Thursday 23 May 2013

Integration of medical and social services in long-term care needed: Lien Foundation/KPMG study

Consider elderly patients' social needs too, docs urged
Study says a holistic view of care should be adopted
By Priscilla Goy, The Straits Times, 22 May 2013

DOCTORS treating the elderly need to be more aware of their patients' social and psychological needs, a new report has found.

They should take a holistic view - instead of drawing a distinction between medical and social care - said the study commissioned by the Lien Foundation and developed by consultancy firm KPMG.

Released yesterday, the research aims to draw ideas from other countries on how they have addressed their challenges. It is based on interviews with 46 eldercare experts in 14 nations. Four were from Singapore while others came from countries including Japan and the United States.

Dr Gerald Koh, a National University of Singapore associate professor and one of those interviewed for the report, said: "We're very good at building hardware and infrastructure, and that's not a bad thing, but we could do more in the 'heartware' area.

"Traditionally, doctors focus more on cures and treatment. I think we're training them to be more patient-centred, to be aware of the patient's social and psychological needs. But we could move beyond awareness and get them to take these needs into consideration when planning the management of the patient."

Doctors should work more closely with social workers and therapists in an "interdisciplinary team", added Dr Koh, from the university's Saw Swee Hock School of Public Health.

And there should not be "a sharp demarcation between the different roles". For example, in the United States, multidisciplinary teams provide services ranging from medical care to occupational therapy and diet monitoring - all at an adult day health centre.

The report - An Uncertain Age: Reimagining Long-term Care In The 21st Century - recommended providing more training and support to informal caregivers, and introducing more sustainable funding models. For instance, one pool of money could be used to fund institutional care and home-based or community-based services. This would avoid having two separate budgets.

Ageing Asia managing director Janice Chia said health-care facilities had been integrated to some extent, but more could be done to help the elderly age within the community.

"There have been collaborations between hospitals and nursing homes, but these focus more on medical care...

"We should have more activities in the area of preventive care, such as strength training and mental training, or other communal activities to draw them out from these homes and prevent them from being socially isolated."

And Singaporeans are likely to expect more, said Lien Foundation chief executive Lee Poh Wah. He added: "Is our current system more geared towards serving the poor, versus the middle- and upper-income groups?

"Having visited some nursing homes in Asia, most of our nursing homes today resemble Class C hospital wards that lack the homely feel. That's why few people would welcome the thought of spending old age in such an environment."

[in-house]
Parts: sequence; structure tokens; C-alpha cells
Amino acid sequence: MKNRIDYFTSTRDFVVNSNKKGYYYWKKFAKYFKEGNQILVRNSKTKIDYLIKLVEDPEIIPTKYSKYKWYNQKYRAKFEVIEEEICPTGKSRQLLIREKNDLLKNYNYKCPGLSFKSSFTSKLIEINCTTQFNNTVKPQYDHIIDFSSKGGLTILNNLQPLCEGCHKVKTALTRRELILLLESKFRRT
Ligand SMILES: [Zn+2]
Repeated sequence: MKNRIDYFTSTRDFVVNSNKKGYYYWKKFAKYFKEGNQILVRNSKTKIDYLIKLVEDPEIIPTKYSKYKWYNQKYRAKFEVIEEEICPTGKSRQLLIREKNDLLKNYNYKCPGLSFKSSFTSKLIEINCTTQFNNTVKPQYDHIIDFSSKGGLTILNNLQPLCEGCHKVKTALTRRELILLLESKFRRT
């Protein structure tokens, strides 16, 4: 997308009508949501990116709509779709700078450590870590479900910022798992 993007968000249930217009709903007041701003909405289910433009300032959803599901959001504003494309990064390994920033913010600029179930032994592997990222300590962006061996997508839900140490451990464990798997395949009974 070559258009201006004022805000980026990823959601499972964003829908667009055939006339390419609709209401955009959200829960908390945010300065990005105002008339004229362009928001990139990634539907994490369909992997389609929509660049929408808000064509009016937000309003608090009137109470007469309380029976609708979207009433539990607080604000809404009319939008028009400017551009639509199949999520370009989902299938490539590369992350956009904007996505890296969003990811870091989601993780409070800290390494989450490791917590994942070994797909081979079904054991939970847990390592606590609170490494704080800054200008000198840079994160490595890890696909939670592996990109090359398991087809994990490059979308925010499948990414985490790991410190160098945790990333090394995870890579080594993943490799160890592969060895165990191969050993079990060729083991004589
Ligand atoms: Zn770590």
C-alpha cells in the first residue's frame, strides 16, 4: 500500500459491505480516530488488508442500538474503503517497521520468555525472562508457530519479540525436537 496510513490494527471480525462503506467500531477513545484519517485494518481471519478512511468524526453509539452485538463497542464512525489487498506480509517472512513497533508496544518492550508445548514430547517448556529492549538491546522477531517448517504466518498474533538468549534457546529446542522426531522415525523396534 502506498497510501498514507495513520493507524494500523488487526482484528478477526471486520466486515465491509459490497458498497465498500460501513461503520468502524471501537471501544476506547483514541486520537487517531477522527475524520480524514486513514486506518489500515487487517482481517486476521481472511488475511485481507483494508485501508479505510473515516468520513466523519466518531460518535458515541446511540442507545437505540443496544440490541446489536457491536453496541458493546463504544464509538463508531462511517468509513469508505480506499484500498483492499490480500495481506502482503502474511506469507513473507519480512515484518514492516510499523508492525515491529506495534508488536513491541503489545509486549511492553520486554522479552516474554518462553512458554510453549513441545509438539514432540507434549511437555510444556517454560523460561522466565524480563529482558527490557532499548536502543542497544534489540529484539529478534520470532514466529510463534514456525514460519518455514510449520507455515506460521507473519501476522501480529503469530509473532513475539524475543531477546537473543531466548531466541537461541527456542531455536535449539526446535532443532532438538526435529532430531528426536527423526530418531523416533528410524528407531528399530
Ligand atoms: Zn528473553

Innovative practices overseas
- Rewarding volunteers with "time credits"
Non-profit organisations can give people rewards based on how much time they spend helping one another.

In Japan's Hureai Kippu scheme - which was created in the 1990s and is translated literally as "caring relationship tickets" - those who help the elderly earn "time credits".

They can use these credits to claim assistance for themselves when they fall ill, or use them for another person of their choice.

Non-monetary rewards like these could attract more people to volunteer in their communities.
- Giving the elderly a "village" to lean on
Pioneered by Beacon Hill Village in the United States in 2001, this approach involves recruiting elderly residents and other volunteers who live in an existing community to help one another with basic services such as transportation, household tasks and health care.

Although many of these "villages" rely almost exclusively on volunteer help, some also include paid staff or contracted service providers.
Having one team to offer all-inclusive care
Developed in 1973, participants in the Programme of All-Inclusive Care for the Elderly in the US attend an adult day health centre, where they receive services that are provided by a multi-disciplinary care team.

These services include speciality medical care, therapy, transportation and help in making minor modifications to their houses to make them handicapped-friendly.

Coordinating services in this way reduces costs by delaying nursing home care for the elderly, as well as shortening hospital stays.

Last year, the US state of Wisconsin piloted a "virtual" version of this scheme, which offers more flexibility over where the care is provided.

Health Ministry on track to meet needs of elderly
By Vimita Mohandas, Channel NewsAsia, 22 May 2013

The Ministry of Health (MOH) has said it is on track to meet the needs of the elderly under its Healthcare 2020 Masterplan.

Minister of State for Health Amy Khor gave this update a day after a study was published by the Lien Foundation on areas of concern in Singapore's long-term eldercare system.

Among the issues raised are better integration of medical and social care, and a relook at the current financing model.

Dr Khor said the current healthcare financing model is already undergoing a major review, and the ministry is also working to expand capacity and enhance capabilities.

She stressed that no one will be denied the care they need, adding that steps are being taken to ensure there is an integrated care model for the elderly.

Dr Khor said: "Recently we have integrated the policy as well as the service delivery functions related to the social and healthcare aspects of aged care within the Ministry of Health and the Agency for Integrated Care (AIC).

"Previously some of the social support and care needs of the elderly were taken care of by the Centre of Enabled Living (CEL). This has been transferred under the purview of AIC and that is to integrate care for the elderly -- not just the healthcare (aspects) but (also the) social aspects.

"We have also enhanced the various care options for the elderly in terms of bringing care for the elderly nearer into the community, so we've expanded day rehab services within the community through the development of senior care centres."

Integrating care for seniors a priority